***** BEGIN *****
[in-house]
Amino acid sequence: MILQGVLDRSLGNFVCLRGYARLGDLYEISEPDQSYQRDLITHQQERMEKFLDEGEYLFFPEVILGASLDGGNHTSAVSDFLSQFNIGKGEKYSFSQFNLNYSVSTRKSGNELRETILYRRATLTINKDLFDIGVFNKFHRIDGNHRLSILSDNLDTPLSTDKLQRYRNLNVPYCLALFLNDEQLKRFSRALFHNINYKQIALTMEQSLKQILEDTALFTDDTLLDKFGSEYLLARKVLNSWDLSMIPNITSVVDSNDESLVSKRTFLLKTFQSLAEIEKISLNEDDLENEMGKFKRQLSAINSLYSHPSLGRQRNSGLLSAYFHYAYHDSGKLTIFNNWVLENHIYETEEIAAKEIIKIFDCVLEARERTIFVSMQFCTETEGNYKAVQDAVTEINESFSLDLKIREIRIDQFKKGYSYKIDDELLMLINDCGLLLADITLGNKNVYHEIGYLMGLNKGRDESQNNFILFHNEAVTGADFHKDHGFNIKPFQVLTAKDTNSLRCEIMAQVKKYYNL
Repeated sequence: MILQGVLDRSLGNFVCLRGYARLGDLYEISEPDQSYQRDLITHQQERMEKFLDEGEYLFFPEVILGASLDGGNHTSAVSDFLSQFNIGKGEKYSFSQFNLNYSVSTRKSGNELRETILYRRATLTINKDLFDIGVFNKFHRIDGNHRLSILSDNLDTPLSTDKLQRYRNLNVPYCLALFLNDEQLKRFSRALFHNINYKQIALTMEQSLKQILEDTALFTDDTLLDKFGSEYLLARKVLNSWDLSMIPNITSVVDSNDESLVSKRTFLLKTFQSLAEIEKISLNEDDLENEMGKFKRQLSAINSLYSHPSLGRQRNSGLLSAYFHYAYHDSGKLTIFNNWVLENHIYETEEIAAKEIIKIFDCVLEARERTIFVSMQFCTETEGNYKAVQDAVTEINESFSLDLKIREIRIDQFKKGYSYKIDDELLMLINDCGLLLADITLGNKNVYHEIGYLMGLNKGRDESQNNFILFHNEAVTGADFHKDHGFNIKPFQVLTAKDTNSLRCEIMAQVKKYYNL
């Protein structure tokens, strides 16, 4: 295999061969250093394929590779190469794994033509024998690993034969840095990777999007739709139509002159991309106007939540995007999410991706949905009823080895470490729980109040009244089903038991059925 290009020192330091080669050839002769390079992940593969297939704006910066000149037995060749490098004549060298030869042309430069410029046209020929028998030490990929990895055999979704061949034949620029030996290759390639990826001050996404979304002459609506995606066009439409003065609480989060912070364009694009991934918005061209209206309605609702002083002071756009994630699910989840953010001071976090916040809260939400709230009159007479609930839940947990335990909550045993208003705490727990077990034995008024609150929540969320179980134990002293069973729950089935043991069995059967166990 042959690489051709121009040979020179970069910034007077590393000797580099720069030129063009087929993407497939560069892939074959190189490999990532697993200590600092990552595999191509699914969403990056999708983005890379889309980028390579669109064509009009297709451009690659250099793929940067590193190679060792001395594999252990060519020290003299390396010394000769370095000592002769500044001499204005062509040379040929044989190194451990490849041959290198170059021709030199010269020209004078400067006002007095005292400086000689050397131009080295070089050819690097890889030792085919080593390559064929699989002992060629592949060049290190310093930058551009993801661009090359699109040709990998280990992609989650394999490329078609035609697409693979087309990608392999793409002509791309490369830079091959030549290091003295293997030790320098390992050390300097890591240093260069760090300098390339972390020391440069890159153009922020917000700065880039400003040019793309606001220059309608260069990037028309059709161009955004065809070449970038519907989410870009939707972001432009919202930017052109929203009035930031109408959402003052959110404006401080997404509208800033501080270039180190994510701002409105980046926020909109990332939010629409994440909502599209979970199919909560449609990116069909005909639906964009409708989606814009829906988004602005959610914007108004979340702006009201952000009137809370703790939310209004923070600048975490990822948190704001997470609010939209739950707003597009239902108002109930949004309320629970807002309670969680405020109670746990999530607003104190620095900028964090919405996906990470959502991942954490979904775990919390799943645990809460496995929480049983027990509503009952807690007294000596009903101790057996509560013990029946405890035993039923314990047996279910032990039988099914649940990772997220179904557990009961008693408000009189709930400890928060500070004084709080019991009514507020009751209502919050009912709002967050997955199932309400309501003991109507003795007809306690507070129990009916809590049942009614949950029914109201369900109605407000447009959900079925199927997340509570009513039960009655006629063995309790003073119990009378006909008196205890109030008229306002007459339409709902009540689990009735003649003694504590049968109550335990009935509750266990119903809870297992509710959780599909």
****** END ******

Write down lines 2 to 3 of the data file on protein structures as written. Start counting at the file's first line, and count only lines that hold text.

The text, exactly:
Amino acid sequence: MILQGVLDRSLGNFVCLRGYARLGDLYEISEPDQSYQRDLITHQQERMEKFLDEGEYLFFPEVILGASLDGGNHTSAVSDFLSQFNIGKGEKYSFSQFNLNYSVSTRKSGNELRETILYRRATLTINKDLFDIGVFNKFHRIDGNHRLSILSDNLDTPLSTDKLQRYRNLNVPYCLALFLNDEQLKRFSRALFHNINYKQIALTMEQSLKQILEDTALFTDDTLLDKFGSEYLLARKVLNSWDLSMIPNITSVVDSNDESLVSKRTFLLKTFQSLAEIEKISLNEDDLENEMGKFKRQLSAINSLYSHPSLGRQRNSGLLSAYFHYAYHDSGKLTIFNNWVLENHIYETEEIAAKEIIKIFDCVLEARERTIFVSMQFCTETEGNYKAVQDAVTEINESFSLDLKIREIRIDQFKKGYSYKIDDELLMLINDCGLLLADITLGNKNVYHEIGYLMGLNKGRDESQNNFILFHNEAVTGADFHKDHGFNIKPFQVLTAKDTNSLRCEIMAQVKKYYNL
Repeated sequence: MILQGVLDRSLGNFVCLRGYARLGDLYEISEPDQSYQRDLITHQQERMEKFLDEGEYLFFPEVILGASLDGGNHTSAVSDFLSQFNIGKGEKYSFSQFNLNYSVSTRKSGNELRETILYRRATLTINKDLFDIGVFNKFHRIDGNHRLSILSDNLDTPLSTDKLQRYRNLNVPYCLALFLNDEQLKRFSRALFHNINYKQIALTMEQSLKQILEDTALFTDDTLLDKFGSEYLLARKVLNSWDLSMIPNITSVVDSNDESLVSKRTFLLKTFQSLAEIEKISLNEDDLENEMGKFKRQLSAINSLYSHPSLGRQRNSGLLSAYFHYAYHDSGKLTIFNNWVLENHIYETEEIAAKEIIKIFDCVLEARERTIFVSMQFCTETEGNYKAVQDAVTEINESFSLDLKIREIRIDQFKKGYSYKIDDELLMLINDCGLLLADITLGNKNVYHEIGYLMGLNKGRDESQNNFILFHNEAVTGADFHKDHGFNIKPFQVLTAKDTNSLRCEIMAQVKKYYNL